My clown is called Mulli, and Mulli is temperamental, shy, a ”control freak”, curious, generous, lovely, too much and clumsy. Sometimes she creates a small bobble around her and what she is doing – she has a big heart and at times she can become totally blank, when there are things happening around her, that she doesn’t understand.
I developed my solo clown show, ”Get Back on the Horse” in collaboration with Jens Kløft from Theater Burning Love, and the show premiered in March 2015. Here is a small teaser describing the show.
The clown Mulli is about to get ready, she is cleaning, dusting and putting things in order, but really there is not much to fix. She is mainly going in circles among old memories and dreams. We meet her in the doorway – just like that – about to prepare and ”fix” some…..thing. When her awaited audience finally has arrived, she falls asleep. She awakes abruptly and discovers, that she didn’t get done with everything in time! Deeply embarrassed and in panic she starts cleaning and dusting – again. But behind all the dust bunnies, old ”gold” is tucked away. One at a time she discovers all her talents, and tries if she still has it in her. But the music stand is teasing, the violin has shrunk, the note gets a little bit too shrill and the flamenco steps are not quiet as steady anymore. Nevertheless, she finds her courage among the old stuff – and she decides to try again!
Pictures from the show.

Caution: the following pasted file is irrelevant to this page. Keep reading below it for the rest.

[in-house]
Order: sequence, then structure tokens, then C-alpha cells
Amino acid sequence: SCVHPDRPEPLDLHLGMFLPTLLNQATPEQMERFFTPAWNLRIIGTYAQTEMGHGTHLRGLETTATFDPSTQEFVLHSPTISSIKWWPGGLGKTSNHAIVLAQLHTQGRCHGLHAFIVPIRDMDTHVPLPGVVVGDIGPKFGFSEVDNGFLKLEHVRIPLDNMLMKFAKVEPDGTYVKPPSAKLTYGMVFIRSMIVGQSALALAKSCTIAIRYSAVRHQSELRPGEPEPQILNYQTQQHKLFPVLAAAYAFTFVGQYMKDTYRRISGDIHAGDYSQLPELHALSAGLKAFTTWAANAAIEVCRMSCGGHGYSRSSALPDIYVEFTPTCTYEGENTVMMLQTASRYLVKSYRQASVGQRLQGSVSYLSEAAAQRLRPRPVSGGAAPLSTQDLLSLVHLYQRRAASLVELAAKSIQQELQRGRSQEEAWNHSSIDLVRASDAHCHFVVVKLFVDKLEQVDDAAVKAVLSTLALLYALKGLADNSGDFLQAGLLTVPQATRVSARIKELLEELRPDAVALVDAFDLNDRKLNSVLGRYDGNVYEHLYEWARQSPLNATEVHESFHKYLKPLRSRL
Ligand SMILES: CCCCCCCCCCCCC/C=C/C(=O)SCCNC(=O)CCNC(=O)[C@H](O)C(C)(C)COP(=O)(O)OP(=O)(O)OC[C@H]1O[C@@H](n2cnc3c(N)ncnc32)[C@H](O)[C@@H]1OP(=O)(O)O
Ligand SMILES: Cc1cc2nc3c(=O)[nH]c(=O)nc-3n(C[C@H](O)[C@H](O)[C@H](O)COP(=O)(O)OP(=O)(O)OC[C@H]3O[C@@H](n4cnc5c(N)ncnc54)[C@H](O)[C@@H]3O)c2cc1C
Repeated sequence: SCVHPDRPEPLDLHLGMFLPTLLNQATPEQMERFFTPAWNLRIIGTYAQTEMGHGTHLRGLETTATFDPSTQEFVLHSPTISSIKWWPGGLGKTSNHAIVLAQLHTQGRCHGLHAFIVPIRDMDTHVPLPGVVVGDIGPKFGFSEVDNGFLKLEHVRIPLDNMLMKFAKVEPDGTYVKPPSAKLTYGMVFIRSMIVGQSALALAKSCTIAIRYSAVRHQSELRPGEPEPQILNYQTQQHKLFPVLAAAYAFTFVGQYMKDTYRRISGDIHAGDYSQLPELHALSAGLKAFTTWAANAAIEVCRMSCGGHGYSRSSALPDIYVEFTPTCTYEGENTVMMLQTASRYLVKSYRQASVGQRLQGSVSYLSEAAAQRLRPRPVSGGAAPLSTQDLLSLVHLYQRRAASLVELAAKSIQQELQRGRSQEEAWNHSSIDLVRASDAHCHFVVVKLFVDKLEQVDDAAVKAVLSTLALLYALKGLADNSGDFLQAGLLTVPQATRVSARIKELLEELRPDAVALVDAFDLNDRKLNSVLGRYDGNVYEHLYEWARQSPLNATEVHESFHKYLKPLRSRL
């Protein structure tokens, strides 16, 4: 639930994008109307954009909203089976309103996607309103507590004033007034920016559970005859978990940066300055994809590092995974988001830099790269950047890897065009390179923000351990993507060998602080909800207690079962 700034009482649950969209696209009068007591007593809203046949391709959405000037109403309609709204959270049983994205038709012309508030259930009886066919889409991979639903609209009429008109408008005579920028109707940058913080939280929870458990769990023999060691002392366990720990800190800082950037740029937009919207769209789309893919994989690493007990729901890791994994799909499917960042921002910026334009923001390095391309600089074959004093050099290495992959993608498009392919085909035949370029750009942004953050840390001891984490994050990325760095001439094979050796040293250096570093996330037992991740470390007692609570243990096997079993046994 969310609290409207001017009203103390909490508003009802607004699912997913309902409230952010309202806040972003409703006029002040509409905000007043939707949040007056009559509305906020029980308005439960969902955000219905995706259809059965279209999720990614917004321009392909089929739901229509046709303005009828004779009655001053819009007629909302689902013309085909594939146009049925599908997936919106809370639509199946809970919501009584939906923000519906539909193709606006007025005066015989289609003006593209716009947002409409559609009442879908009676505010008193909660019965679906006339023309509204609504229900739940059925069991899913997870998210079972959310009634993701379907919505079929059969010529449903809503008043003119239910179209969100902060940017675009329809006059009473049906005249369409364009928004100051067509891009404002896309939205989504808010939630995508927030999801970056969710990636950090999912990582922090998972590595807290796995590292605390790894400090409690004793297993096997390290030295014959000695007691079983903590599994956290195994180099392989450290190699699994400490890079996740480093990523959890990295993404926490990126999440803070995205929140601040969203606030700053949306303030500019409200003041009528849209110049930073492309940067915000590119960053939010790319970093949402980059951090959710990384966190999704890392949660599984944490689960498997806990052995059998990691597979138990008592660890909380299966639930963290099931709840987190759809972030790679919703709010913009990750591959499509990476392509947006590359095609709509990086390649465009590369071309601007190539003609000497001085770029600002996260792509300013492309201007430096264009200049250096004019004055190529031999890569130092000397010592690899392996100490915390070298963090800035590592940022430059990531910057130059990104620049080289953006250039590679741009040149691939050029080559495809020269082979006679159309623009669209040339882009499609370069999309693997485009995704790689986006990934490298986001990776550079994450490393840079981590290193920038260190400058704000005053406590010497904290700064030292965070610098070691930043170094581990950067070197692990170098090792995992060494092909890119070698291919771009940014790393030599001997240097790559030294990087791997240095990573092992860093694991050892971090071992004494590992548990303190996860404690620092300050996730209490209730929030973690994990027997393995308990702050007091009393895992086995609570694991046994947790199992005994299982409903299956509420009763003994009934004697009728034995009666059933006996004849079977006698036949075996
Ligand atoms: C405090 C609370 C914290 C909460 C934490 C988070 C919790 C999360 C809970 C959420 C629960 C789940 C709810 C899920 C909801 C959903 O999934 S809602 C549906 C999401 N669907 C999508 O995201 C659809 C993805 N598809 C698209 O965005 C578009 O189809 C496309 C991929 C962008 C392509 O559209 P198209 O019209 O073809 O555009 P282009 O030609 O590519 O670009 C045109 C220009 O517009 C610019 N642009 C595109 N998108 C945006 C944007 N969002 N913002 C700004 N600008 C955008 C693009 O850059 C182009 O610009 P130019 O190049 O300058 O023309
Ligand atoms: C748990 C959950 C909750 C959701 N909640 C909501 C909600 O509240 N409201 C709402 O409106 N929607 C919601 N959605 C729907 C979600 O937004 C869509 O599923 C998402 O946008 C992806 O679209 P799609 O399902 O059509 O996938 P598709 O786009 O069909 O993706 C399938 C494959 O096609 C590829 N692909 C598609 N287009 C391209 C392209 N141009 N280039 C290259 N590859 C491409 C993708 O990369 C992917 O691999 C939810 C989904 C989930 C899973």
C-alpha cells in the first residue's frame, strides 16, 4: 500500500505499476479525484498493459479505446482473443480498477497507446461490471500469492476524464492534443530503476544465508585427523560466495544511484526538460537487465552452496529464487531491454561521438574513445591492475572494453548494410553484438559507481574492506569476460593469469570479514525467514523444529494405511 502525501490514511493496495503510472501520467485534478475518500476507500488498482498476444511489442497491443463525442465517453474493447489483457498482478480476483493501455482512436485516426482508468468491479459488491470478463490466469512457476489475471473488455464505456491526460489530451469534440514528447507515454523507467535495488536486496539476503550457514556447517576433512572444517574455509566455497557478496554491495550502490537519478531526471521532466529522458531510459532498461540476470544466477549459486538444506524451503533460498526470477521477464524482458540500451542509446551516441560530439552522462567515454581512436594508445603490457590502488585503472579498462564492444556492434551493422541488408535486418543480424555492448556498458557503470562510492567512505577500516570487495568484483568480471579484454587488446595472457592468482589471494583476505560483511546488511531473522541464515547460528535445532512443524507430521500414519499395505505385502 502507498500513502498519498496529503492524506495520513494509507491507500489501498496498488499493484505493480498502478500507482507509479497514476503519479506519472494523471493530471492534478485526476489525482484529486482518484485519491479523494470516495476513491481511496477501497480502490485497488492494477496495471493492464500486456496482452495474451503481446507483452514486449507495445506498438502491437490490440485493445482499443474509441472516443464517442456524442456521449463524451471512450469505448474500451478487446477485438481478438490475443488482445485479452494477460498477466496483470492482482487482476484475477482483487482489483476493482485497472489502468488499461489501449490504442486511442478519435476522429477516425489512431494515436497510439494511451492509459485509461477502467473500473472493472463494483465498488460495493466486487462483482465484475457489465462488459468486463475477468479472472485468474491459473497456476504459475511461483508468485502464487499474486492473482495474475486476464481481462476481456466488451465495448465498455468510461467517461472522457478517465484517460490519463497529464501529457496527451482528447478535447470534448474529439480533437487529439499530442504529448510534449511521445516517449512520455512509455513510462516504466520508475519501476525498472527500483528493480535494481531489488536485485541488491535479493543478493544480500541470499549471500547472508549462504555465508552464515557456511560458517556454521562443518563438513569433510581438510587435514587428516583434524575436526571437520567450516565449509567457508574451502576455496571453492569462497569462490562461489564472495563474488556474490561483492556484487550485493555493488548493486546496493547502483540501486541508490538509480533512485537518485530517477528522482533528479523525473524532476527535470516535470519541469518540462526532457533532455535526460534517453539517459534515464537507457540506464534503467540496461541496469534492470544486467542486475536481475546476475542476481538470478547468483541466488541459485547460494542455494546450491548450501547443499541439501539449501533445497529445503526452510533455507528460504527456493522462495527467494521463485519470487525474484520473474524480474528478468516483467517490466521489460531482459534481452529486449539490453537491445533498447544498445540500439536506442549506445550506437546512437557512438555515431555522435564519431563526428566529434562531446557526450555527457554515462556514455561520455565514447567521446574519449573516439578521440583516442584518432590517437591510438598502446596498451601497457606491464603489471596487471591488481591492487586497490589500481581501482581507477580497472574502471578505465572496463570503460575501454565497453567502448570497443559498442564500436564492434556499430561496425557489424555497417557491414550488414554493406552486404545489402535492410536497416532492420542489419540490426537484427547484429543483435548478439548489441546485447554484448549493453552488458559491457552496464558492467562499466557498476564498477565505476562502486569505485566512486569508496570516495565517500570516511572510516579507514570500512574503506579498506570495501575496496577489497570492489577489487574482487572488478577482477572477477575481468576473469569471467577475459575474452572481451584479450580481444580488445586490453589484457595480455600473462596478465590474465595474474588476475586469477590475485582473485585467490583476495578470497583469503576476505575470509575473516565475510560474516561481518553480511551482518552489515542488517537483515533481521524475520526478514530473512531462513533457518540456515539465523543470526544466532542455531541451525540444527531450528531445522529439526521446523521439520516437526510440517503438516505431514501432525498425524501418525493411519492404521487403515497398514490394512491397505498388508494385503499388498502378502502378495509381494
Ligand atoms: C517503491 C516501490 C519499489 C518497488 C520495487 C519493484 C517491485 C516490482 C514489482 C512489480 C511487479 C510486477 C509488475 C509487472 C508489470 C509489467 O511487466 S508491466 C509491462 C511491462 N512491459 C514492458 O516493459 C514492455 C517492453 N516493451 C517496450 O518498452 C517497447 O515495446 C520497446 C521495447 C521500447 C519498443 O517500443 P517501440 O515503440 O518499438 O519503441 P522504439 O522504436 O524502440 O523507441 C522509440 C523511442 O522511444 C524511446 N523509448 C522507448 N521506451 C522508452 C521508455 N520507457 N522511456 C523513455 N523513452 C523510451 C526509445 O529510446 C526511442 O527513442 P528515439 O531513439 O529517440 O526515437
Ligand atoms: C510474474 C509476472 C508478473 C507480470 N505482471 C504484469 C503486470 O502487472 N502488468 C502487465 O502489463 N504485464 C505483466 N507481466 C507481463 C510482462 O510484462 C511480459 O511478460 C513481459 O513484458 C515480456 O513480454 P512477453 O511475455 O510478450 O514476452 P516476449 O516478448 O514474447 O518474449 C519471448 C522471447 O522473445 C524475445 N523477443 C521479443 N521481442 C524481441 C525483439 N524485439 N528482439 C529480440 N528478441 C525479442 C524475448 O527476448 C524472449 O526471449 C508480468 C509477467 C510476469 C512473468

The emotional transparency of the clown is essential, and is what creates a room for understanding and empathy. Through the logic of the Clown problems are being put into new light and through laughing we understand new things about ourselves and the world around us. The Clown reminds us that we sometimes will fall heavily, but that we have the ability to climb up again and give it another try. It is quite human to walk in circles, get distracted, forget what you were doing, and then find back on track again. There is something comical in that tendency, that, if we will recognize it, gives us energy and strength.
I am not interested in the clown, who only lives through its acts, skills and tricks – I want to see a core. We laugh and get moved, when we see the human aspects of the clown. It is these little cracks, that I look for – it is those, who shows us, something we can relate to – and that is the poetic nature of clown. In my perception the clown doesn’t have to make the audience laugh constantly – there is room for both laughter, tears, embarrassment, failures, anger, and success – there is room to be human.